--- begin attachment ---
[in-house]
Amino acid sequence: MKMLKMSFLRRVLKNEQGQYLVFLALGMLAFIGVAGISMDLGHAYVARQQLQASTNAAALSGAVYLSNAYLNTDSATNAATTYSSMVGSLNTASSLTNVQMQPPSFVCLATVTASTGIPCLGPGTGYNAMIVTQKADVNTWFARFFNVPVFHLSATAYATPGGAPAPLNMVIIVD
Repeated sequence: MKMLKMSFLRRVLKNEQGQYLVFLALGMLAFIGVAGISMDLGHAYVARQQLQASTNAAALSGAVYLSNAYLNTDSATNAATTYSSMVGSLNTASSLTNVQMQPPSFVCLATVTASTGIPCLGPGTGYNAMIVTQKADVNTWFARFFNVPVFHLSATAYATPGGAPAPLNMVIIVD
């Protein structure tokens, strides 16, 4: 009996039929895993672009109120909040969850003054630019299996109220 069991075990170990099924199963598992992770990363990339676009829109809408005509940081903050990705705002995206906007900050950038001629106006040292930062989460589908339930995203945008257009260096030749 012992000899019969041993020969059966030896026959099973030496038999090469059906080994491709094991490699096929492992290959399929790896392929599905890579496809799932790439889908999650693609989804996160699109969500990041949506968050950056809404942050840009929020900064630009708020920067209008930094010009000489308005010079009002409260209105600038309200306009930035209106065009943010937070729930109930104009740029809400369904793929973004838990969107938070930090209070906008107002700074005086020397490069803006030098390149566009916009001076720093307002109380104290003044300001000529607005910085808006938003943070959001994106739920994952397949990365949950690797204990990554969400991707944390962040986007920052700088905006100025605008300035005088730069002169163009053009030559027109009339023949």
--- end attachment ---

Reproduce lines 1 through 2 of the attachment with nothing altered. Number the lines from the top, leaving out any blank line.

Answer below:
[in-house]
Amino acid sequence: MKMLKMSFLRRVLKNEQGQYLVFLALGMLAFIGVAGISMDLGHAYVARQQLQASTNAAALSGAVYLSNAYLNTDSATNAATTYSSMVGSLNTASSLTNVQMQPPSFVCLATVTASTGIPCLGPGTGYNAMIVTQKADVNTWFARFFNVPVFHLSATAYATPGGAPAPLNMVIIVD